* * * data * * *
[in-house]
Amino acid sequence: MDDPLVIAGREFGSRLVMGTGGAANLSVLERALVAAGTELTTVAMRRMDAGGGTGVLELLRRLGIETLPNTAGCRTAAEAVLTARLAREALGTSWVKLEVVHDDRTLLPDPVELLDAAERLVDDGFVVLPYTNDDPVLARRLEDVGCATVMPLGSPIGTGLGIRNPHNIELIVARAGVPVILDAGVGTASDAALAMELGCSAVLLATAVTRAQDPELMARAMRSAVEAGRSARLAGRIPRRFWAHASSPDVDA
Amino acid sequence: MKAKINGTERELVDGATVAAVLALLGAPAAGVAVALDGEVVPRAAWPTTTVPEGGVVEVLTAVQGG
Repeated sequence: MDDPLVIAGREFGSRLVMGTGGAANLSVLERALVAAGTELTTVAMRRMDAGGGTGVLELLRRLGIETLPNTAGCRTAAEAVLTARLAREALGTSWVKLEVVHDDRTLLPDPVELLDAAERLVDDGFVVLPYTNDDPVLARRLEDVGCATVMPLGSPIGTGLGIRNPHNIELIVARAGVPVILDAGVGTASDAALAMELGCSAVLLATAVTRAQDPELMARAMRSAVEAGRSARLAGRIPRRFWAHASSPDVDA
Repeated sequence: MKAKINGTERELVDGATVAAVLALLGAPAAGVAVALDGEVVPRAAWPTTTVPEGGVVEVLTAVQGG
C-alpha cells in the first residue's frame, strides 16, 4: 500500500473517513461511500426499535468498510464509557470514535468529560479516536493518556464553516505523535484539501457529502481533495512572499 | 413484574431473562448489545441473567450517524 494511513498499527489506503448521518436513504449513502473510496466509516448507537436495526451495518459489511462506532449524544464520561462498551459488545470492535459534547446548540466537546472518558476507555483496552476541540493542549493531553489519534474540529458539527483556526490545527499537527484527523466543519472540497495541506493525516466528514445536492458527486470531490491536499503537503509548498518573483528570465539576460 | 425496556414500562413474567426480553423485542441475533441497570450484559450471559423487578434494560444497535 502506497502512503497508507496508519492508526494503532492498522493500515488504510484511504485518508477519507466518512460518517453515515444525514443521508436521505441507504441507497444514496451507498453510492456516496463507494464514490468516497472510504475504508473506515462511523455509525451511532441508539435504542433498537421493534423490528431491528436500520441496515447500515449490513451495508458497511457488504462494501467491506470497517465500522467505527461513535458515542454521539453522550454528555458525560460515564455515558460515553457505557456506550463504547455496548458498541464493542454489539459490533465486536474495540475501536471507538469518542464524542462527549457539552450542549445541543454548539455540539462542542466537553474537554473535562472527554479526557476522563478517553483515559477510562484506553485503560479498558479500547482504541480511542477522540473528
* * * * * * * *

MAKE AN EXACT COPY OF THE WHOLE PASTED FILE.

[in-house]
Amino acid sequence: MDDPLVIAGREFGSRLVMGTGGAANLSVLERALVAAGTELTTVAMRRMDAGGGTGVLELLRRLGIETLPNTAGCRTAAEAVLTARLAREALGTSWVKLEVVHDDRTLLPDPVELLDAAERLVDDGFVVLPYTNDDPVLARRLEDVGCATVMPLGSPIGTGLGIRNPHNIELIVARAGVPVILDAGVGTASDAALAMELGCSAVLLATAVTRAQDPELMARAMRSAVEAGRSARLAGRIPRRFWAHASSPDVDA
Amino acid sequence: MKAKINGTERELVDGATVAAVLALLGAPAAGVAVALDGEVVPRAAWPTTTVPEGGVVEVLTAVQGG
Repeated sequence: MDDPLVIAGREFGSRLVMGTGGAANLSVLERALVAAGTELTTVAMRRMDAGGGTGVLELLRRLGIETLPNTAGCRTAAEAVLTARLAREALGTSWVKLEVVHDDRTLLPDPVELLDAAERLVDDGFVVLPYTNDDPVLARRLEDVGCATVMPLGSPIGTGLGIRNPHNIELIVARAGVPVILDAGVGTASDAALAMELGCSAVLLATAVTRAQDPELMARAMRSAVEAGRSARLAGRIPRRFWAHASSPDVDA
Repeated sequence: MKAKINGTERELVDGATVAAVLALLGAPAAGVAVALDGEVVPRAAWPTTTVPEGGVVEVLTAVQGG
C-alpha cells in the first residue's frame, strides 16, 4: 500500500473517513461511500426499535468498510464509557470514535468529560479516536493518556464553516505523535484539501457529502481533495512572499 | 413484574431473562448489545441473567450517524 494511513498499527489506503448521518436513504449513502473510496466509516448507537436495526451495518459489511462506532449524544464520561462498551459488545470492535459534547446548540466537546472518558476507555483496552476541540493542549493531553489519534474540529458539527483556526490545527499537527484527523466543519472540497495541506493525516466528514445536492458527486470531490491536499503537503509548498518573483528570465539576460 | 425496556414500562413474567426480553423485542441475533441497570450484559450471559423487578434494560444497535 502506497502512503497508507496508519492508526494503532492498522493500515488504510484511504485518508477519507466518512460518517453515515444525514443521508436521505441507504441507497444514496451507498453510492456516496463507494464514490468516497472510504475504508473506515462511523455509525451511532441508539435504542433498537421493534423490528431491528436500520441496515447500515449490513451495508458497511457488504462494501467491506470497517465500522467505527461513535458515542454521539453522550454528555458525560460515564455515558460515553457505557456506550463504547455496548458498541464493542454489539459490533465486536474495540475501536471507538469518542464524542462527549457539552450542549445541543454548539455540539462542542466537553474537554473535562472527554479526557476522563478517553483515559477510562484506553485503560479498558479500547482504541480511542477522540473528